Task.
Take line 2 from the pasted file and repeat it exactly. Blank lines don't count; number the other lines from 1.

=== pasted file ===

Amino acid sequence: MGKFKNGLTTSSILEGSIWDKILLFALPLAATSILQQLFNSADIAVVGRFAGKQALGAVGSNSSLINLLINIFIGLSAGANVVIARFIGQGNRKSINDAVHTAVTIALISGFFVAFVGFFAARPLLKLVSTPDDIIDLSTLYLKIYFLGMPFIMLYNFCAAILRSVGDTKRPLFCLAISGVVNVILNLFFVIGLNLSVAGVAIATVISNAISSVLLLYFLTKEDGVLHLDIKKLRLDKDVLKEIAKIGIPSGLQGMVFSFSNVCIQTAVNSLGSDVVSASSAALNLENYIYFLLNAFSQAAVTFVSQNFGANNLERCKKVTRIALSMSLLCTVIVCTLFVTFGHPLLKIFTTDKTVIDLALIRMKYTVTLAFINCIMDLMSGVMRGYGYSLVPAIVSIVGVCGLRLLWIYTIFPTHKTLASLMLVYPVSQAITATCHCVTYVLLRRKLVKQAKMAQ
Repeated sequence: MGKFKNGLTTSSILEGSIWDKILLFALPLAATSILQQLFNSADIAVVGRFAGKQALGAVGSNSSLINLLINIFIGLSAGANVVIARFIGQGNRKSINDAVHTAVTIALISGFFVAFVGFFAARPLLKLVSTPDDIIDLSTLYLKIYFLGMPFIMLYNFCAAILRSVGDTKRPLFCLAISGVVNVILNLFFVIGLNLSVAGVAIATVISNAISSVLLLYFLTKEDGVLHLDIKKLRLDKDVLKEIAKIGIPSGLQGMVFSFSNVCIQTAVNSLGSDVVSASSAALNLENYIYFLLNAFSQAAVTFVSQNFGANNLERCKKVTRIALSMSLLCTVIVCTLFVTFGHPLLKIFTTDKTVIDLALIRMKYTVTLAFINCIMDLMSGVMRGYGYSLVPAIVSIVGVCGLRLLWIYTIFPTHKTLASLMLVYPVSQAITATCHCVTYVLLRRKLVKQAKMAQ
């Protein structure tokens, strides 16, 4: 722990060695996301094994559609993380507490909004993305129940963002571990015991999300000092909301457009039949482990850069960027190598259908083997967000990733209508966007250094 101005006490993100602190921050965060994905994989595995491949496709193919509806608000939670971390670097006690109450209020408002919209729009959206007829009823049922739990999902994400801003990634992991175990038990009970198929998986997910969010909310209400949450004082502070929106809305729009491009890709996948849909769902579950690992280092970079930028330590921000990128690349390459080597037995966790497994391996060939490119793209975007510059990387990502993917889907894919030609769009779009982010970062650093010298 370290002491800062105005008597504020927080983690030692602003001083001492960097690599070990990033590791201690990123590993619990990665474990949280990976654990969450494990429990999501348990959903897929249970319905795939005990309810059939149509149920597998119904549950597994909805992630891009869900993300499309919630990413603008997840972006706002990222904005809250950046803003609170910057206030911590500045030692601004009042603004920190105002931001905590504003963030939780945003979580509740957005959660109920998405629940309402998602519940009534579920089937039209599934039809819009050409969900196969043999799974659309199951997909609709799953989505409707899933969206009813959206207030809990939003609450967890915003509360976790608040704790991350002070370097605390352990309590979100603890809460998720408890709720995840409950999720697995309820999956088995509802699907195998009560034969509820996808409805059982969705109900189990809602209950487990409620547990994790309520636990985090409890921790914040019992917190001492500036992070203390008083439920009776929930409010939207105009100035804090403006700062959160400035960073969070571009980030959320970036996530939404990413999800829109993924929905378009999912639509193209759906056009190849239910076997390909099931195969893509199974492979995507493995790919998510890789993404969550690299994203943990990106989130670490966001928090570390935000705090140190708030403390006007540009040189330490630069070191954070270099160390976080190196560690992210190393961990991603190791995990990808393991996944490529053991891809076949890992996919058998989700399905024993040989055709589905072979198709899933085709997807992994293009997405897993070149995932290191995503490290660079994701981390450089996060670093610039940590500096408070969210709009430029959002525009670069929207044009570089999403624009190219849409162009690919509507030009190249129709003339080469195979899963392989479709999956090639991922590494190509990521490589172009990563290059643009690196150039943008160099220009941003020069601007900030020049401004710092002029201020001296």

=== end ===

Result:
Repeated sequence: MGKFKNGLTTSSILEGSIWDKILLFALPLAATSILQQLFNSADIAVVGRFAGKQALGAVGSNSSLINLLINIFIGLSAGANVVIARFIGQGNRKSINDAVHTAVTIALISGFFVAFVGFFAARPLLKLVSTPDDIIDLSTLYLKIYFLGMPFIMLYNFCAAILRSVGDTKRPLFCLAISGVVNVILNLFFVIGLNLSVAGVAIATVISNAISSVLLLYFLTKEDGVLHLDIKKLRLDKDVLKEIAKIGIPSGLQGMVFSFSNVCIQTAVNSLGSDVVSASSAALNLENYIYFLLNAFSQAAVTFVSQNFGANNLERCKKVTRIALSMSLLCTVIVCTLFVTFGHPLLKIFTTDKTVIDLALIRMKYTVTLAFINCIMDLMSGVMRGYGYSLVPAIVSIVGVCGLRLLWIYTIFPTHKTLASLMLVYPVSQAITATCHCVTYVLLRRKLVKQAKMAQ